Centrarchus macropterus N
 Lepomis cyanellus N N
 Lepomis gulosus N N
 Lepomis humilis N N
 Lepomis macrochirus N N
 Lepomis microlophus NI? I
 Lepomis miniatus N N
 Lepomis symmetricus EP N
 Micropterus dolomieu N N
 Micropterus punctulatus N N
 Micropterus salmoides N N
 Pomoxis annularis N N
 Pomoxis nigromaculatus N N
Elassomatidae
 Elassoma zonatum EP
Percidae
 Ammocrypta clara EP N
 Ammocrypta pellucida N N
 Crystallaria asprella EP
 Etheostoma asprigene N N
 Etheostoma blennioides N N
 Etheostoma caeruleum N N
 Etheostoma camurum N N
 Etheostoma chlorosoma N N
 Etheostoma exile N
 Etheostoma flabellare N N
 Etheostoma gracile N N
 Etheostoma histrio N N
 Etheostoma maculatum N N
 Etheostoma microperca N N
 Etheostoma nigrum N N
 Etheostoma spectabile N N
 Etheostoma squamiceps N
 Etheostoma tippecanoe N N
 Perca flavescens N I
 Percina caprodes N N
 Percina copelandi N EP
 Percina evides N EP
 Percina maculata N N
 Percina phoxocephala N N
 Percina sciera N N
 Percina shumardi N N
 Percina uranidea EP
 Percina vigil EP
 Sander canadensis N N
 Sander vitreus N N
Sciaenidae
 Aplodinotus grunniens N N

Table 2.--List of fish species described from the Wabash
River drainage including authority and type location.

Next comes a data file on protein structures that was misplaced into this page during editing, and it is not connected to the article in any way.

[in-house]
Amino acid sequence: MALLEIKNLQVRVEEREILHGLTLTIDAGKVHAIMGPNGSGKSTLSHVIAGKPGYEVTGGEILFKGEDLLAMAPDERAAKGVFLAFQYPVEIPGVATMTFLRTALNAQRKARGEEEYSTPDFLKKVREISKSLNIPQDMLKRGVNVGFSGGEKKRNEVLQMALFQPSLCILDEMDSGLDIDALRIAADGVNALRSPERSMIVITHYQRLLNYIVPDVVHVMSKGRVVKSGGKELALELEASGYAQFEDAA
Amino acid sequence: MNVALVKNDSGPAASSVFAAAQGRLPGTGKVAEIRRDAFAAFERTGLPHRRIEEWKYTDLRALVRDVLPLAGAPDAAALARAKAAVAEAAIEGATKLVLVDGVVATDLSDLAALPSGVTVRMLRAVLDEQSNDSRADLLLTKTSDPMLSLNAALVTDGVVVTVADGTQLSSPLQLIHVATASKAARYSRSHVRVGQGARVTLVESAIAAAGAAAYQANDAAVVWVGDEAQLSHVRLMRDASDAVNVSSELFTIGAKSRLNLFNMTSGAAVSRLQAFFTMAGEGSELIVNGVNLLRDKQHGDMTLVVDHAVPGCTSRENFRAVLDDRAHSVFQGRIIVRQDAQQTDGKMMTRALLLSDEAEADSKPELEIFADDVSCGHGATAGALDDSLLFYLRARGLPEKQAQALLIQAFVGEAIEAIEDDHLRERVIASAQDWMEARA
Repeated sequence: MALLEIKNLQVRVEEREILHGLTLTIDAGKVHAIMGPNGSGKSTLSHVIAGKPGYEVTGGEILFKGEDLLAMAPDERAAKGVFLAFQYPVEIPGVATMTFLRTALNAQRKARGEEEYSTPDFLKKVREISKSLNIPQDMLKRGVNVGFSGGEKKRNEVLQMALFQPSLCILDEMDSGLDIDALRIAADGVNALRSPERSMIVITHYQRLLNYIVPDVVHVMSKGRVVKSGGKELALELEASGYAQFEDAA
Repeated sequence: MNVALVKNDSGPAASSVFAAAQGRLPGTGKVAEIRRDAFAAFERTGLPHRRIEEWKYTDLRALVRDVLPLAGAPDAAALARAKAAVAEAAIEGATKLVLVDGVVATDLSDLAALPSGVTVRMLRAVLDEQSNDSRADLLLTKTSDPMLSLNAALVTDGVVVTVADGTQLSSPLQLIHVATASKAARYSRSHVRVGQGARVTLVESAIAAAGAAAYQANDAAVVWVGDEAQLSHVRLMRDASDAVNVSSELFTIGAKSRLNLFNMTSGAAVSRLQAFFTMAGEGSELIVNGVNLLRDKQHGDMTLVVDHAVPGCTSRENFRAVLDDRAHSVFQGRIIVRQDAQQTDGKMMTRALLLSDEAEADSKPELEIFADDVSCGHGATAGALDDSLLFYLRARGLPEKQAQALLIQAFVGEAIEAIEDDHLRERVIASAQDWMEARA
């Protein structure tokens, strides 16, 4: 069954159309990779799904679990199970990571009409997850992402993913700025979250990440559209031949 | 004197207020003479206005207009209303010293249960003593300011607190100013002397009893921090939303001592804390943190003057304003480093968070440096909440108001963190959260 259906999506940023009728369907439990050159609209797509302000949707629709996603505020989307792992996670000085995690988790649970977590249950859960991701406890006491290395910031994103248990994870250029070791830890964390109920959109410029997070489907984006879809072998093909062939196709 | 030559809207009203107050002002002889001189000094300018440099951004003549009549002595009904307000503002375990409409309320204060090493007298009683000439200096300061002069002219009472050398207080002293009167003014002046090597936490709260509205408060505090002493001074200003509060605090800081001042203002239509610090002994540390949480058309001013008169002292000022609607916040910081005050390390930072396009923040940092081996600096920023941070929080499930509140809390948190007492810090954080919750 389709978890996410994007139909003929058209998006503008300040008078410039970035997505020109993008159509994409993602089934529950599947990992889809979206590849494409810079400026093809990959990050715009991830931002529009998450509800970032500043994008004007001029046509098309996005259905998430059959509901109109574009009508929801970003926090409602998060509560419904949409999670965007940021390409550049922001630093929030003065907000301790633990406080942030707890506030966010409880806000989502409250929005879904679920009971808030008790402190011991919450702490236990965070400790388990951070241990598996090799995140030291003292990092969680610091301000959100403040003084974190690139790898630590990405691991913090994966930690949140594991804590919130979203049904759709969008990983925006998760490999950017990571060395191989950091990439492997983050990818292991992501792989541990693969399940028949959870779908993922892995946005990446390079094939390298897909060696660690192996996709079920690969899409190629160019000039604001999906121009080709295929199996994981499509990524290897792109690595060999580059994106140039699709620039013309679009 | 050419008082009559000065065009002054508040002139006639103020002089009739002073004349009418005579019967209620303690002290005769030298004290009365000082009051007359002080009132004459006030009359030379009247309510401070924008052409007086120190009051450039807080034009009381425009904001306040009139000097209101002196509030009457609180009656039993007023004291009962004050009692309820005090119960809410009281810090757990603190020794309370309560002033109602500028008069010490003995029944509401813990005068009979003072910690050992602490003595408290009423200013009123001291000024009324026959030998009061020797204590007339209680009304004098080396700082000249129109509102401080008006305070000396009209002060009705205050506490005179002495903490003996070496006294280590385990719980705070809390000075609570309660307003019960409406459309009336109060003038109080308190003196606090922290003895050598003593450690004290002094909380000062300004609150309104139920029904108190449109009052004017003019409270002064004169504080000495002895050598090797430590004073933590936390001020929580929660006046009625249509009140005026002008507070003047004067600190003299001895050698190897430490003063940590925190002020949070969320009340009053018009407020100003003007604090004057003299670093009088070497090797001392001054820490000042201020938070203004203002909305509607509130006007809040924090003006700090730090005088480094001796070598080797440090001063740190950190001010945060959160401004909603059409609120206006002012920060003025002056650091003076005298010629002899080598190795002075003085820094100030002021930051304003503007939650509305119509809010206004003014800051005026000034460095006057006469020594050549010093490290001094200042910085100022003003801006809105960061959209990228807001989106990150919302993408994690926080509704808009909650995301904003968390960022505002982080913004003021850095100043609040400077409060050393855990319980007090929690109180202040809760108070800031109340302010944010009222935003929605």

Species Authority

Scaphirhynchus Rafinesque 1820
 platorynchus

Esox americanus Lesueur 1846
Notropis ariommus Cope 1868
Moxostoma carinatum Cope 1870
Noturus miurus Jordan 1877
Etheostoma tippecanoe Jordan & Evermann 1890
Percina coeplandi Jordan 1877
Percina evides Jordan & Copeland 1877
Percina sciera Swain 1883

 Species Type locality

Scaphirhynchus No specific locality, Ohio, Wabash, and
 platorynchus Cumberland rivers, seldom reaching as high as
 Pittsburgh, also in Mississippi and Missouri
 rivers
Esox americanus Tributaries of Wabash River near New Harmony
Notropis ariommus White River near Indianapolis, Marion County
Moxostoma carinatum Wabash River at Lafayette
Noturus miurus White River near Indianapolis
Etheostoma tippecanoe Tippecanoe River at Marshland (Delong)
Percina coeplandi White River, 8 km N of Indianapolis
Percina evides White River near Indianapolis
Percina sciera Bean Blossom Creek, 9 km N Bloomington,
 Monroe County